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Lebanese Civil War drama wins best film at DIFF; Egypt receives best acting prizes - Daily News Egypt

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Lebanese Civil War drama wins best film at DIFF; Egypt receives best acting prizes

A Lebanese chamber drama set against the backdrop of the Civil War has won best Arabic film on Sunday at the seventh Dubai International Film Festival. George Hachem’s debut feature examines the impact of the war on two Christian families. “Bullet,” which stars “Caramel” director Nadine Labaki, continues its successful streak having won the best …


A Lebanese chamber drama set against the backdrop of the Civil War has won best Arabic film on Sunday at the seventh Dubai International Film Festival.

George Hachem’s debut feature examines the impact of the war on two Christian families. “Bullet,” which stars “Caramel” director Nadine Labaki, continues its successful streak having won the best Arabic script award at the Cairo International Film Festival a fortnight ago.

Egypt was the big winner of the evening, garnering a whooping five awards, including best acting.

Bushra earned the best Arabic actress prize for her role as a scarred victim of sexual harassment in Mohamed Diab’s intense multi-character drama “678.” Bushra’s co-star, Maged El-Kedwany, scooped best Arabic actor for his role as an unsympathetic cop who has a change of heart.

Ahmad Abdalla’s musical docudrama “Microphone” won best editing while Marianne Khoury’s controversial “Zelal” snatched the Critics Choice Award, Fiprisci, for best documentary. Iman Kamel also won a special mention for her documentary “Nomad’s Home.”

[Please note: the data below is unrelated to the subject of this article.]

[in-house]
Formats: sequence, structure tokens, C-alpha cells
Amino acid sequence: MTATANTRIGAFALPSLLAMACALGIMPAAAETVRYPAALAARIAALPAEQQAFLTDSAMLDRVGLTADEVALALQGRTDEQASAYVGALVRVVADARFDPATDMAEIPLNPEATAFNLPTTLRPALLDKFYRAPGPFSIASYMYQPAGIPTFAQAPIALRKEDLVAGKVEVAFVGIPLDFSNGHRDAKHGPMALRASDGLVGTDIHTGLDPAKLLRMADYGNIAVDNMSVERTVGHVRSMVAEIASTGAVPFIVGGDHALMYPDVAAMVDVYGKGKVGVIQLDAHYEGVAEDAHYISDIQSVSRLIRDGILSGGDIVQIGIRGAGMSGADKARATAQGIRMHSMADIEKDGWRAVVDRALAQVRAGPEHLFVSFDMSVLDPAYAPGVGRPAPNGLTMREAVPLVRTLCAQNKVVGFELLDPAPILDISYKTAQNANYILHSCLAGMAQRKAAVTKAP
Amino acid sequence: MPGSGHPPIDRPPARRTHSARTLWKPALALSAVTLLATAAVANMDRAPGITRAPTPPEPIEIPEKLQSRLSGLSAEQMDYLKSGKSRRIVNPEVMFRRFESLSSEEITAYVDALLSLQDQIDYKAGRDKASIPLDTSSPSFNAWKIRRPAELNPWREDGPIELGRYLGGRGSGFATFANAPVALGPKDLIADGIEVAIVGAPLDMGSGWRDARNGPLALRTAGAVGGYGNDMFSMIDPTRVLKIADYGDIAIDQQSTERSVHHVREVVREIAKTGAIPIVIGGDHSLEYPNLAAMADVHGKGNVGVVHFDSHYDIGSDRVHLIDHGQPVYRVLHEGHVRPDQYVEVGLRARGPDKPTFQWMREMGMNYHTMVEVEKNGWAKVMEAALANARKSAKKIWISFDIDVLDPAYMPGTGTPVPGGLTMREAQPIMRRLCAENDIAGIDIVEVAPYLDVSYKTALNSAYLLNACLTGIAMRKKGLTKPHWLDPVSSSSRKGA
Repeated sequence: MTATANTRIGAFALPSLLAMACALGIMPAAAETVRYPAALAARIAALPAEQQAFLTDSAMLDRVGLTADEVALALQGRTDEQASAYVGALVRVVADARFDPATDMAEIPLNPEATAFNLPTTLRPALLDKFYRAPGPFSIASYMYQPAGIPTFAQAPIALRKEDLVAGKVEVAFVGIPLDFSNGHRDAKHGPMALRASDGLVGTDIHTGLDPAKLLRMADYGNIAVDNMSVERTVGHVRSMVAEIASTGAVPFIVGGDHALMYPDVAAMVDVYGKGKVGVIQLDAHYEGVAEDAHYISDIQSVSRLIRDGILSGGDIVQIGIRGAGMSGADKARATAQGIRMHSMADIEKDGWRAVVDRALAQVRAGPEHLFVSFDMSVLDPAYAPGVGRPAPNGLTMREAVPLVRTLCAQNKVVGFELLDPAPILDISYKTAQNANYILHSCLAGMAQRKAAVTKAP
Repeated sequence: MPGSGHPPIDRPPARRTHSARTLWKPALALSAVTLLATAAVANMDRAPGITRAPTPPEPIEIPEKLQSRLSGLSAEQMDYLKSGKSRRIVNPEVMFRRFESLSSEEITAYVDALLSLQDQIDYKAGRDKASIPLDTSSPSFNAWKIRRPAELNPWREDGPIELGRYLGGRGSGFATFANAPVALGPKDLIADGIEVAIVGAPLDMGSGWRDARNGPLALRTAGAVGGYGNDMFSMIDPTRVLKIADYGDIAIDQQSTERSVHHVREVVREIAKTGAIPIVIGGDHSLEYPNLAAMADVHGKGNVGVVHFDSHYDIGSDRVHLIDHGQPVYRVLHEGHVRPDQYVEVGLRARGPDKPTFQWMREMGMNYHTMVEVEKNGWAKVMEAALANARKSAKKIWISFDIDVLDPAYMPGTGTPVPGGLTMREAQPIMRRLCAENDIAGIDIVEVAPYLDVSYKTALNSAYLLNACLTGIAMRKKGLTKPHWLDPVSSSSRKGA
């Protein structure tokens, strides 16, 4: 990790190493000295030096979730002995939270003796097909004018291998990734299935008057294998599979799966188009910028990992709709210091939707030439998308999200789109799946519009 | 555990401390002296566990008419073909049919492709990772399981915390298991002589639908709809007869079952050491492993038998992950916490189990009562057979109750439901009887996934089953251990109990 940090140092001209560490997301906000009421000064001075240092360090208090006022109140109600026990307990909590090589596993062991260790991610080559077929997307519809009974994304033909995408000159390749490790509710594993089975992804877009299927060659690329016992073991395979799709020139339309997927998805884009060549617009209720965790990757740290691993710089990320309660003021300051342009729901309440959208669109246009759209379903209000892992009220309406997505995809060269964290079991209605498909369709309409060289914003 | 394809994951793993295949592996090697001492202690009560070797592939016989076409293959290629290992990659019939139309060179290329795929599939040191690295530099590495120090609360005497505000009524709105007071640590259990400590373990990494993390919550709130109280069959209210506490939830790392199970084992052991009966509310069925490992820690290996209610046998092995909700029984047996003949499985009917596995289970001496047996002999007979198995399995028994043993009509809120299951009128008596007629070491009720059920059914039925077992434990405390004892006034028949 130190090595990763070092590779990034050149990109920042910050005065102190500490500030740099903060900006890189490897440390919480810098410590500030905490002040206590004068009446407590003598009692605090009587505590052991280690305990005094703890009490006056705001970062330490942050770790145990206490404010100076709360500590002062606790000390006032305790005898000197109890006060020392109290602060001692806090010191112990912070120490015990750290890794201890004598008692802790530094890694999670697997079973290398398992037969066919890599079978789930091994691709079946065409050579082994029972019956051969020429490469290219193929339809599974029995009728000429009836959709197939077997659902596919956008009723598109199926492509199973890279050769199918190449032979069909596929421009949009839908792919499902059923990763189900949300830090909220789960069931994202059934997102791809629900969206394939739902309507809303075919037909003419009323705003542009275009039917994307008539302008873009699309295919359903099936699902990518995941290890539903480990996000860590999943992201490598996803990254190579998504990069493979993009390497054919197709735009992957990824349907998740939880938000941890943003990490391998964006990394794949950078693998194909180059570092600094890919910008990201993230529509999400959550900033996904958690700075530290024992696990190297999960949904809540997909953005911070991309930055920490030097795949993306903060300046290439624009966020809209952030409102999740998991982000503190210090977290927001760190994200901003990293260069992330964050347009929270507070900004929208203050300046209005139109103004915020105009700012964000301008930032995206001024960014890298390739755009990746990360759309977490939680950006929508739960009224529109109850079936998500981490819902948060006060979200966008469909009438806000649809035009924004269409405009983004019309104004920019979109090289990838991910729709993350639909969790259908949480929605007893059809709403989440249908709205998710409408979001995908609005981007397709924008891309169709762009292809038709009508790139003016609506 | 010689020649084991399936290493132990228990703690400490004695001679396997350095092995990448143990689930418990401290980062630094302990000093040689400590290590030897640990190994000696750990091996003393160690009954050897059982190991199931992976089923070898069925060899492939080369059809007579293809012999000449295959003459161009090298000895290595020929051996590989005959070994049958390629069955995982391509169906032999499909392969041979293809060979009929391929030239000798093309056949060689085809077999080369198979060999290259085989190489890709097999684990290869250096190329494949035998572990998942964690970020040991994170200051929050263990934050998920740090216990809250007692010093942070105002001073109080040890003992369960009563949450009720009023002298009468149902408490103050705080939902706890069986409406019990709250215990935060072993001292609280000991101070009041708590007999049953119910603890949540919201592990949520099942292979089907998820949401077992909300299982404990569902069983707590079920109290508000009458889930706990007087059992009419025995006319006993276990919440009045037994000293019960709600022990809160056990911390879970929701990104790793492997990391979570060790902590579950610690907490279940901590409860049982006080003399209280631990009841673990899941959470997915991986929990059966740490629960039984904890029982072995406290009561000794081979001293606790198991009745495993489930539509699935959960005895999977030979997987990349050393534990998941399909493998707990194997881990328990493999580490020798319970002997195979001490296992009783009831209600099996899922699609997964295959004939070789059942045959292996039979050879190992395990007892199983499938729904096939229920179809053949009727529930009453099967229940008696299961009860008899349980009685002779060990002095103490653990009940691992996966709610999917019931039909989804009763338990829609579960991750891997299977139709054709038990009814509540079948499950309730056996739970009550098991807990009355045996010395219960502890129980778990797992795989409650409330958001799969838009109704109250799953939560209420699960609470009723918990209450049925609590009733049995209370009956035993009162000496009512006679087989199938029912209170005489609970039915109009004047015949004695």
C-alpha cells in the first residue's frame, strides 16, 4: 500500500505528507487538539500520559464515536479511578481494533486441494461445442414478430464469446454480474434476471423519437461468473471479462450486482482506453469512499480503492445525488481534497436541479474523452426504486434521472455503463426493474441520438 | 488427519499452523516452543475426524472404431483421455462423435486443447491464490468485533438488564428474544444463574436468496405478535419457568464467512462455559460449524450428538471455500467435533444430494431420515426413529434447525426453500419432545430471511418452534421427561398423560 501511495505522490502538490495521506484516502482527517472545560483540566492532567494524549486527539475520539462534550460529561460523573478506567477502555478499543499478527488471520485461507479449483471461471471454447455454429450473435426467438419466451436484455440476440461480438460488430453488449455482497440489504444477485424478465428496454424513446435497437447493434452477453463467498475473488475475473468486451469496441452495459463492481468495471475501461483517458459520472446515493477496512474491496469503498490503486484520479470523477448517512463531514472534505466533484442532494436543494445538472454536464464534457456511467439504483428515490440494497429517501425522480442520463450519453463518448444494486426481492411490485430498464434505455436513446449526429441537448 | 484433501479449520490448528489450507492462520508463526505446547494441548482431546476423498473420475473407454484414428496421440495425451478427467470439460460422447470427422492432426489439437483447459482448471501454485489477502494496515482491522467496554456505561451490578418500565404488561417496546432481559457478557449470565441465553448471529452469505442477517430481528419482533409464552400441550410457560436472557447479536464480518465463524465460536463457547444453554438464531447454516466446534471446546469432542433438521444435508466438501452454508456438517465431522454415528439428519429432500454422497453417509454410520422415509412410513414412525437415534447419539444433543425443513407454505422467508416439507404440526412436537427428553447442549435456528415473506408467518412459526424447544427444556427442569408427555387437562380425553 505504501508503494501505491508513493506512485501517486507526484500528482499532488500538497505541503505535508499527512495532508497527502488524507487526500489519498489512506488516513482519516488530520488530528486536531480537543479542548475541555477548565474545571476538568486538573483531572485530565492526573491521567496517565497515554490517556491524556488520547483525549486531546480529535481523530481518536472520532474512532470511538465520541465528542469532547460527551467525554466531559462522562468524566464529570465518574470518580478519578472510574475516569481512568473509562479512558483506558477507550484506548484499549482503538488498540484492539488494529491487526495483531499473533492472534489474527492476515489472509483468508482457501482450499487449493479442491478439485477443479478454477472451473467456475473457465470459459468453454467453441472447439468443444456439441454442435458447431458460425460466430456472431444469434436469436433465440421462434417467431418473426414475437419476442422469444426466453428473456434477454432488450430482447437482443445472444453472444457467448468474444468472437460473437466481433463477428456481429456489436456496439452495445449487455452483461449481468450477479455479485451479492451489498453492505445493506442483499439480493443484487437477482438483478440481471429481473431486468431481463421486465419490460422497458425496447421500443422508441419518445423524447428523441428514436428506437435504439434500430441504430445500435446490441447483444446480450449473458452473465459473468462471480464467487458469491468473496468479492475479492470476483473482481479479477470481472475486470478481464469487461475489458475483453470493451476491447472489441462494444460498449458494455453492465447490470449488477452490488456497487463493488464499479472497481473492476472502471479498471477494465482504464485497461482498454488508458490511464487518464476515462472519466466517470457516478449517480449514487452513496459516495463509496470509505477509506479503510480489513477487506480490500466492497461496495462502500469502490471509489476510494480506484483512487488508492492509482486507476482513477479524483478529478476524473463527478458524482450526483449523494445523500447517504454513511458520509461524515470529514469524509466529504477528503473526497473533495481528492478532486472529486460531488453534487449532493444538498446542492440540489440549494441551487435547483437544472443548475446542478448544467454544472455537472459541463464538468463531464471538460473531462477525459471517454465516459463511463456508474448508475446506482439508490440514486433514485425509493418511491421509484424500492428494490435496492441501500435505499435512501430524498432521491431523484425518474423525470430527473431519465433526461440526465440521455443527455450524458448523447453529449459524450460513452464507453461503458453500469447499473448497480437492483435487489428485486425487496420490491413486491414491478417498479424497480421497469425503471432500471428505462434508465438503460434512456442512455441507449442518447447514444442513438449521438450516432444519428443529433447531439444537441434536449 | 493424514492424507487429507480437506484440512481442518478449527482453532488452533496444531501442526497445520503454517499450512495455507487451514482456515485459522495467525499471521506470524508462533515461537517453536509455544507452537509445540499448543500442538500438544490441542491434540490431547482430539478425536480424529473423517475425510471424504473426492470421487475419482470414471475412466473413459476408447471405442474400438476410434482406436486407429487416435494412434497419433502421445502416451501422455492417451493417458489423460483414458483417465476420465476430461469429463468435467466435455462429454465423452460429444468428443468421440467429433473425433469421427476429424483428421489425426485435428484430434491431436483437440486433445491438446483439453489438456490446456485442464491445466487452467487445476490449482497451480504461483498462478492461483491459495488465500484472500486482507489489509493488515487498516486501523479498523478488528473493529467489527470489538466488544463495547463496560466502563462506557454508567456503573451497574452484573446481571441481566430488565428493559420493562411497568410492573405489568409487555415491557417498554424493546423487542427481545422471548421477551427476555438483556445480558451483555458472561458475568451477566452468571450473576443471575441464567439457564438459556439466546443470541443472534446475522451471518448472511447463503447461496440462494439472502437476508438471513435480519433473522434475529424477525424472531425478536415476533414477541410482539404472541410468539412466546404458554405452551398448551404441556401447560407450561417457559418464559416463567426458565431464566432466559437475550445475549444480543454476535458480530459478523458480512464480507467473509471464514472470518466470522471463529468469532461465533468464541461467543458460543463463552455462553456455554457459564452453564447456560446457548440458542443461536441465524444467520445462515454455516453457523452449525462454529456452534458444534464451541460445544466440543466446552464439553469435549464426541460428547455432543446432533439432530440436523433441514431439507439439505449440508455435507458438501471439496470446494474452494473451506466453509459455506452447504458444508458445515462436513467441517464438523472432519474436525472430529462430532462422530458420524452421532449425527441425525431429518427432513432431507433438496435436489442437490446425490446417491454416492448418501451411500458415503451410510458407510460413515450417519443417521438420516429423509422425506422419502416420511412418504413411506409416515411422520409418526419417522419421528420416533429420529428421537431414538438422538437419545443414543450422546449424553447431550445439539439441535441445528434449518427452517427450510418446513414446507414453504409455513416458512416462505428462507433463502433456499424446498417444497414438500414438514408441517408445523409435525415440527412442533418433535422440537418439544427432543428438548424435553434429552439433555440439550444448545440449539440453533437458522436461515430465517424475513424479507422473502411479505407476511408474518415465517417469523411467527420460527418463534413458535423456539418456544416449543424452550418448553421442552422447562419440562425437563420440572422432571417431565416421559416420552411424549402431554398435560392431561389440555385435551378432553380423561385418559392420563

Elsewhere in the Muhr Arab – Feature competition, Abdullatif Abdelhamid’s highly acclaimed comedy “September Rain” from Syria was disregarded by the jury, winning only the best score prize for Essam Rafea.

Morocco scored a double victory, winning best screenplay for Jilali Ferhati’s “At Dawn” and best cinematography for Mohamed Mouftakir’s psychological thriller “Pegasus.”

Mohammed Al-Hushki’s critically drubbed first feature “Transit Cities” from Jordan confounded predictions by obtaining two awards: the Special Jury Prize and the Fiprisci award for best feature film. “Cities” centers on a Jordanian immigrant returning to a changed Amman after her marriage collapses.

In the Muhr Arab – Documentary section, Mahmoud Al-Massad’s biographical documentary “This is My Picture When I was Dead” from Palestine won first prize for best documentary. The second prize was given to Soudade Kaadan’s “Damascus Roof and Tales of Paradise” from Syria. Abdallah Al-Ghoul from Palestine received a special mention for “Ticket from Azrael.”

Omar Shargawi’s unanimously praised “My Father from Haifa” from Denmark earned the Special Jury Prize. The heartfelt documentary also received the Damas People Choice Awards.

In the Muhr Asia Africa – Feature section, Mahamat Saleh-Haroun’s “A Screaming Man” from Chad swept the competition, winning best film, best actor for Youssouf Djaoro and best editing. The film, which won the Jury Prize at this year’s Cannes Film Fest, revolves around a former swimming champion turned pool attendant who is forced to give up his job to his son.

Iran earned two awards: best actress for Kobra Hasanzadeh Esfahani’s performance in “Slave” and best screenplay for Mohsen Abdolvahab’s “Please Do Not Disturb.”

The Special Jury Prize was awarded to Oliver Schmitz’s popular tearjerker “Life Above All” from South Africa. South Korean director Min-ji Lee was granted a special mention for her gritty drama “End of Animal.”